Ukrainian valor alone would not, however, have sufficed in the fight against a better-armed Russia. Western support has been indispensable. During the past year, the West has committed more than $100 billion in financial, humanitarian, and military assistance that has kept the Ukrainian government afloat and its armed forces equipped for battle. Real-time U.S. intelligence, coupled with longer-range artillery, has enhanced Ukrainian targeting of Russian ammunition depots and command posts. Western sanctions have not crippled the Russian economy as anticipated, but they have eroded Russian military capabilities and deterred most countries, including China, from resupplying Russian forces. The West has led the effort to condemn Russian aggression in international forums, notably the United Nations, where anti-Russia General Assembly resolutions have passed overwhelmingly. 

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Arrogance and Incompetence 

One last critical ingredient of Ukraine’s success has been Russian dysfunction. The once-feared Russian armed forces have so far performed dismally. By now, the deficiencies are well-known: poorly planned operations at the strategic and tactical level; lackluster command; uninspired, ill-prepared, and inadequately provisioned troops. Pervasive corruption undercut the goals of the massive military modernization program launched more than a decade ago, thus leaving a much less capable fighting force than anticipated. Moreover, Russian President Vladimir Putin’s hubris, along with his disdain for Ukrainian and Western leaders and what he saw as an irredeemably decadent West, led him to dismiss even the possibility of stiff resistance and Western unity in the face of Russian aggression.  

How long the conditions described above will prevail is an open question. In recent weeks, U.S. officials have reportedly stressed to Kyiv that their backing has limits. Maintaining the high levels of security assistance will be hard when conservatives in the Republican-controlled House of Representatives have vowed to cut it back. Concerns about depleting stockpiles could translate into less ammunition and fewer advanced weapon systems for Ukraine toward the end of this year.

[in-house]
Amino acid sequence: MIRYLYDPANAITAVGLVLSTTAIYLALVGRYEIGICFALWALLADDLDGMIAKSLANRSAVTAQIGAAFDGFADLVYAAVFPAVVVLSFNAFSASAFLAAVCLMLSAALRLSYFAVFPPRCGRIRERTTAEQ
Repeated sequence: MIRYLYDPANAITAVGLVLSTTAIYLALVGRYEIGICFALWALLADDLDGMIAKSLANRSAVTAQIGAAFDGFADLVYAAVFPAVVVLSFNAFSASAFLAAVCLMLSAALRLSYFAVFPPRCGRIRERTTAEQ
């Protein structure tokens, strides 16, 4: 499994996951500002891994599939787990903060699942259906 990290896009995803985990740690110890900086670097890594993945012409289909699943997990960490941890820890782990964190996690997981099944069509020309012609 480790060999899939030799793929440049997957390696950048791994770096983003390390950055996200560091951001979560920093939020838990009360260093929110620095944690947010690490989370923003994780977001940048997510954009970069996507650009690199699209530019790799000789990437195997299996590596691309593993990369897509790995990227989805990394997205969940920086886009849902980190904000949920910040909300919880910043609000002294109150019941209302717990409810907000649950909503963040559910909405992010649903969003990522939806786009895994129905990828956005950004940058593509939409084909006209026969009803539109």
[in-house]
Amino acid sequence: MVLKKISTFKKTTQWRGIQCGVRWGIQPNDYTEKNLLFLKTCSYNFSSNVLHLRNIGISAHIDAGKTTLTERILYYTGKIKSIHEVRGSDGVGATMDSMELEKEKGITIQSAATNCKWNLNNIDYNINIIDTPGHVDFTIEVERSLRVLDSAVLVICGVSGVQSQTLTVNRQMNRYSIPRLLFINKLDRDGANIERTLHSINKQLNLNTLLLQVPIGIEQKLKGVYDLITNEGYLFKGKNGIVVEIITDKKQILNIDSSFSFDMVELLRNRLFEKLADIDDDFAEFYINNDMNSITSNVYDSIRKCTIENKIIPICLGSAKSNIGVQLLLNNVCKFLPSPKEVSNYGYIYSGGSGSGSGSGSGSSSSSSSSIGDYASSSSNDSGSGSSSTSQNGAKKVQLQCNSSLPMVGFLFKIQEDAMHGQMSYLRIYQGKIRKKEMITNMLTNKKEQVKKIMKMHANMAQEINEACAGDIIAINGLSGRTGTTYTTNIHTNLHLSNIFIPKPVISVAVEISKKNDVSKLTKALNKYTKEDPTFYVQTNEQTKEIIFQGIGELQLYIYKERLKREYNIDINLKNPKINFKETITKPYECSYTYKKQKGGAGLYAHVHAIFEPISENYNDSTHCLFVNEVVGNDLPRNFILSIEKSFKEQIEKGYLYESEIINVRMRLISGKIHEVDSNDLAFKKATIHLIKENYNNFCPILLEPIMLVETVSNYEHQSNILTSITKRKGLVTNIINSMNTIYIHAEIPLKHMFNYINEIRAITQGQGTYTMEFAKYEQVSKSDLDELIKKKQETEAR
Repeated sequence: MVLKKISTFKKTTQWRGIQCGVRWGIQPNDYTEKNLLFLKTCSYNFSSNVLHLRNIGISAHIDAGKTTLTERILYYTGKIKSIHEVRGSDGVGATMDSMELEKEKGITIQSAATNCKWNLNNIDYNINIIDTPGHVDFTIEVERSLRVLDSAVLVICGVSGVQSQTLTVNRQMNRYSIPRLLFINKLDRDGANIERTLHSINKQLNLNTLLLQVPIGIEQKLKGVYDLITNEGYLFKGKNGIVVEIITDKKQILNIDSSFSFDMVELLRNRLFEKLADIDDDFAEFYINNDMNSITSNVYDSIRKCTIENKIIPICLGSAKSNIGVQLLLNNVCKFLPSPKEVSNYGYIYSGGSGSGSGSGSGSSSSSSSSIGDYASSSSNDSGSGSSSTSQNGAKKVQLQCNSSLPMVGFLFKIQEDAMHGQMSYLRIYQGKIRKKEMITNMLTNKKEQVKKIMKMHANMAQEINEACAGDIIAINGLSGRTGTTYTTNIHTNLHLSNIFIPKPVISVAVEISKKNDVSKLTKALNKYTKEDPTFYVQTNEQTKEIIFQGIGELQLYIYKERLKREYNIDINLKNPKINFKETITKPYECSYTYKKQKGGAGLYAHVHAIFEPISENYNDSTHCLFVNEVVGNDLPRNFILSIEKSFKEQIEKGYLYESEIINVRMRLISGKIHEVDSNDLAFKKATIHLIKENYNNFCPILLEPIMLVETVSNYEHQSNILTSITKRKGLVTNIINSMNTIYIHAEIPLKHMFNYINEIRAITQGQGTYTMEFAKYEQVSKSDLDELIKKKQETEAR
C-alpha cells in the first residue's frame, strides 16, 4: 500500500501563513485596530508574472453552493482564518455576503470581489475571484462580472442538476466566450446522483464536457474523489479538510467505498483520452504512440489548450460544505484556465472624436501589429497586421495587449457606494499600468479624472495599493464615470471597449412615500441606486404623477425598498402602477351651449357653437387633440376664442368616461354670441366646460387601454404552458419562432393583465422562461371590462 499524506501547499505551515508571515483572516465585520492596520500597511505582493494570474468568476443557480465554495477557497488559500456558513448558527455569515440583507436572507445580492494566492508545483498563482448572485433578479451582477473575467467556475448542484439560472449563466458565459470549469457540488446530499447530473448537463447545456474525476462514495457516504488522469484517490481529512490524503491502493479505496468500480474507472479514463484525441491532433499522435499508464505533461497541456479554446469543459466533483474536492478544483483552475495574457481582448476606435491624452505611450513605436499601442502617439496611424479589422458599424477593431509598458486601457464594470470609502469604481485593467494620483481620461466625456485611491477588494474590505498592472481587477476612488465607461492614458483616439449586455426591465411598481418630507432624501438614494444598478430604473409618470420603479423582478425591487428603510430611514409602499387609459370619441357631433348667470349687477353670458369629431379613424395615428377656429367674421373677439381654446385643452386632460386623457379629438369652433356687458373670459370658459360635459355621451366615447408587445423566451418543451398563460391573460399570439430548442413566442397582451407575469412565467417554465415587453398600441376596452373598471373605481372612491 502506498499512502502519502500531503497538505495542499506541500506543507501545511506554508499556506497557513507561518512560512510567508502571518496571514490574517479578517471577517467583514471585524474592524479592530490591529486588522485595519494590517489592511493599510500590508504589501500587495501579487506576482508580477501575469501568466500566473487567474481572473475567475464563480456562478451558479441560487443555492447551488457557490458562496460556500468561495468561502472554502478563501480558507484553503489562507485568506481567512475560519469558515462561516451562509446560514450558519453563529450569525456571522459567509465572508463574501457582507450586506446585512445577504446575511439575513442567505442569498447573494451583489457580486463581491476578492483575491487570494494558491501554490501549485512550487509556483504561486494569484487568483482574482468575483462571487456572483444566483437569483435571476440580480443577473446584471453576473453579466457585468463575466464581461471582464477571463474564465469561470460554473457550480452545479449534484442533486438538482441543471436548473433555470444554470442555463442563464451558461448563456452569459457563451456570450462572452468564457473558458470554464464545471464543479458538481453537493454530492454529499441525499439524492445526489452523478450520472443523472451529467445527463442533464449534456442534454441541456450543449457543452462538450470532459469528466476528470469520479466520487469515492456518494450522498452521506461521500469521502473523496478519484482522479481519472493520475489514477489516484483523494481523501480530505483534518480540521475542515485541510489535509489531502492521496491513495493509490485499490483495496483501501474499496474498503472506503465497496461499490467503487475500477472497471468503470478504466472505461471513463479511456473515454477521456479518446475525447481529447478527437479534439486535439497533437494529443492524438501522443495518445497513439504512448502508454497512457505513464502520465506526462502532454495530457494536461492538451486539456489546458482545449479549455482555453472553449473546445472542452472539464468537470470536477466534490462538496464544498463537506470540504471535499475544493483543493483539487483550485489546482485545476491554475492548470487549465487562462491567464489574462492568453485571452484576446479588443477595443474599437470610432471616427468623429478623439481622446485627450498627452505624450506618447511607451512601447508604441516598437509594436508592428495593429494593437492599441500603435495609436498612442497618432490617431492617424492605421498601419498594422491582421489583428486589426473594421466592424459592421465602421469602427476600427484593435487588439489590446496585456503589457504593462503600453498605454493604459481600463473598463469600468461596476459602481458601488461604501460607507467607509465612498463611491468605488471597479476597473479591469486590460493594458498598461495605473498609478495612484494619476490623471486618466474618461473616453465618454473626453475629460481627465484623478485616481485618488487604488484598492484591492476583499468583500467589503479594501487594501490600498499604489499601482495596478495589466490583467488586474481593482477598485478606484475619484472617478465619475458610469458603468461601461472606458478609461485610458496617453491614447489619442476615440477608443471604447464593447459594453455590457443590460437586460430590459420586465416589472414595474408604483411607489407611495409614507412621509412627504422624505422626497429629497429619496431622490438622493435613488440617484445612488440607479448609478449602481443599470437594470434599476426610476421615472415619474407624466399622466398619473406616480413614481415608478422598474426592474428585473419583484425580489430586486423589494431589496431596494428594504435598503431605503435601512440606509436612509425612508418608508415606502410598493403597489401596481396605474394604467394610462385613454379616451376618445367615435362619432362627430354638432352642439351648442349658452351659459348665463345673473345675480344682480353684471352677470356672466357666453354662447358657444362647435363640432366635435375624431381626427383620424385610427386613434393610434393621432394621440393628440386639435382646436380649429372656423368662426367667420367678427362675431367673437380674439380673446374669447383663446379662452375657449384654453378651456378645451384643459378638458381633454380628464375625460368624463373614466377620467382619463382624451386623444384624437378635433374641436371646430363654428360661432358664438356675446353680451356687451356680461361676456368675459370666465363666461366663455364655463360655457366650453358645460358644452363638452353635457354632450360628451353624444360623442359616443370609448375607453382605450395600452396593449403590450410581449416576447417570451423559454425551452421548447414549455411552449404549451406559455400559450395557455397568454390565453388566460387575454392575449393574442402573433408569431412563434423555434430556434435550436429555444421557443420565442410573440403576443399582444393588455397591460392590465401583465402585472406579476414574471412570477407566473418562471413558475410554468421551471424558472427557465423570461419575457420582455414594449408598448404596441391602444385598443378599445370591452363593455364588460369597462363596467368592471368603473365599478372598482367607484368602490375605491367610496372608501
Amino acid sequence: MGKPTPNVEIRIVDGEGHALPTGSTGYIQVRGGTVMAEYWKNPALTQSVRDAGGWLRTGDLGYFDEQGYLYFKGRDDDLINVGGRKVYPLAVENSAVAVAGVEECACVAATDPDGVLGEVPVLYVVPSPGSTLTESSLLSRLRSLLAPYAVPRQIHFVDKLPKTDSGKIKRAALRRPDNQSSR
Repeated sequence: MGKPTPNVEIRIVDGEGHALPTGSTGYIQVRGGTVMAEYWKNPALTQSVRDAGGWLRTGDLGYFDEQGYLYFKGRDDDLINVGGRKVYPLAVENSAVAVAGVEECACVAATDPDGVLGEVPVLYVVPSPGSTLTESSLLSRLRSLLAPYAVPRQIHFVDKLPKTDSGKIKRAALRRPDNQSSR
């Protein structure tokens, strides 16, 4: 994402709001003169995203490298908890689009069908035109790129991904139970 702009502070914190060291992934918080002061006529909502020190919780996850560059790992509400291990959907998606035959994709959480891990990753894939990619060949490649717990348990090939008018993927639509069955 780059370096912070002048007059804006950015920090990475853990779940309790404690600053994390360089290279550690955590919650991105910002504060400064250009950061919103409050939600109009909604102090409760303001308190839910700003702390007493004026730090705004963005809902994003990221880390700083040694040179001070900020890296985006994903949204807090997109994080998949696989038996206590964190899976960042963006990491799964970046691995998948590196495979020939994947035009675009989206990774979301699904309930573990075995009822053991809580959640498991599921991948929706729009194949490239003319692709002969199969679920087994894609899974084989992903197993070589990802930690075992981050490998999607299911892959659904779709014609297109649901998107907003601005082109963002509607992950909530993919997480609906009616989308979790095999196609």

Moreover, although polls in the United States and Europe continue to show strong support for Ukraine, that support is waning, and continuing socioeconomic stress will likely further erode it, especially without any concerted campaign by senior Western officials to explain clearly to their people why continued support is critical to their own security.  

Meanwhile, Russia is learning from its mistakes. It is bringing more forces to the fight—some three hundred thousand Russian soldiers are now reportedly in and around Ukraine, roughly twice the number that were engaged in the initial assault last February. Continuing issues with morale, leadership, and provisions could preclude significant Russian advances, but Russia could still blunt any Ukrainian counteroffensive, denying Ukraine the rousing victories such as those in Kharkiv and Kherson last fall that boosted Ukrainian spirits and energized Western supporters.  

In these circumstances, continued Ukrainian success is far from ensured. The coming year will test Ukrainians’ and Russians’ resilience and the West’s willingness to absorb the costs necessary to thwart Russian aggression. Absent any abrupt change in strategy or diplomacy, loss of lives will likely be staggering for both sides, as will the damage to property in Ukraine.